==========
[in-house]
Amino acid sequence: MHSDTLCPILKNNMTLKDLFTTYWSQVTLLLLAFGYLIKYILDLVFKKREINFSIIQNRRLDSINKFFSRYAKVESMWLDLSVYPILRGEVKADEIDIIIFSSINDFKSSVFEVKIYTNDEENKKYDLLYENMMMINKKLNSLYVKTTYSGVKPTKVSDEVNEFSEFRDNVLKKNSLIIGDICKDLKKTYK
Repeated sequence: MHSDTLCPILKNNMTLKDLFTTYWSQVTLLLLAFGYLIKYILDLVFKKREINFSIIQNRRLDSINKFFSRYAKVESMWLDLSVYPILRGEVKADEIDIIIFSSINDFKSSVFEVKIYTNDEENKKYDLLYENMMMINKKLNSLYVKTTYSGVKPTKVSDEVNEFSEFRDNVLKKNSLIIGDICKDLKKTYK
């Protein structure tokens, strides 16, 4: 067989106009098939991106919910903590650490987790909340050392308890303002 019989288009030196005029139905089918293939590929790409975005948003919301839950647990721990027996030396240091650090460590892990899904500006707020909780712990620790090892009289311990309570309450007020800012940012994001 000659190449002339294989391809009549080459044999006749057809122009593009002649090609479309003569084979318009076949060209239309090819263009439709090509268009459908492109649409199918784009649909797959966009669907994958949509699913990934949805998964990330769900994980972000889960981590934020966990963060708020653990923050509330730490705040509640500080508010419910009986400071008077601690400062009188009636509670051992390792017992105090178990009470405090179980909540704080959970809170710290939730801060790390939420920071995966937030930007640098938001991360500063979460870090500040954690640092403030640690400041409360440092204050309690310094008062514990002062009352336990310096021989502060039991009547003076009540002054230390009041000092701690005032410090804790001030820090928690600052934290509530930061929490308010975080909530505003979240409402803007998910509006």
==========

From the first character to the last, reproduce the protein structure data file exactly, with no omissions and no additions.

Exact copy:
[in-house]
Amino acid sequence: MHSDTLCPILKNNMTLKDLFTTYWSQVTLLLLAFGYLIKYILDLVFKKREINFSIIQNRRLDSINKFFSRYAKVESMWLDLSVYPILRGEVKADEIDIIIFSSINDFKSSVFEVKIYTNDEENKKYDLLYENMMMINKKLNSLYVKTTYSGVKPTKVSDEVNEFSEFRDNVLKKNSLIIGDICKDLKKTYK
Repeated sequence: MHSDTLCPILKNNMTLKDLFTTYWSQVTLLLLAFGYLIKYILDLVFKKREINFSIIQNRRLDSINKFFSRYAKVESMWLDLSVYPILRGEVKADEIDIIIFSSINDFKSSVFEVKIYTNDEENKKYDLLYENMMMINKKLNSLYVKTTYSGVKPTKVSDEVNEFSEFRDNVLKKNSLIIGDICKDLKKTYK
């Protein structure tokens, strides 16, 4: 067989106009098939991106919910903590650490987790909340050392308890303002 019989288009030196005029139905089918293939590929790409975005948003919301839950647990721990027996030396240091650090460590892990899904500006707020909780712990620790090892009289311990309570309450007020800012940012994001 000659190449002339294989391809009549080459044999006749057809122009593009002649090609479309003569084979318009076949060209239309090819263009439709090509268009459908492109649409199918784009649909797959966009669907994958949509699913990934949805998964990330769900994980972000889960981590934020966990963060708020653990923050509330730490705040509640500080508010419910009986400071008077601690400062009188009636509670051992390792017992105090178990009470405090179980909540704080959970809170710290939730801060790390939420920071995966937030930007640098938001991360500063979460870090500040954690640092403030640690400041409360440092204050309690310094008062514990002062009352336990310096021989502060039991009547003076009540002054230390009041000092701690005032410090804790001030820090928690600052934290509530930061929490308010975080909530505003979240409402803007998910509006």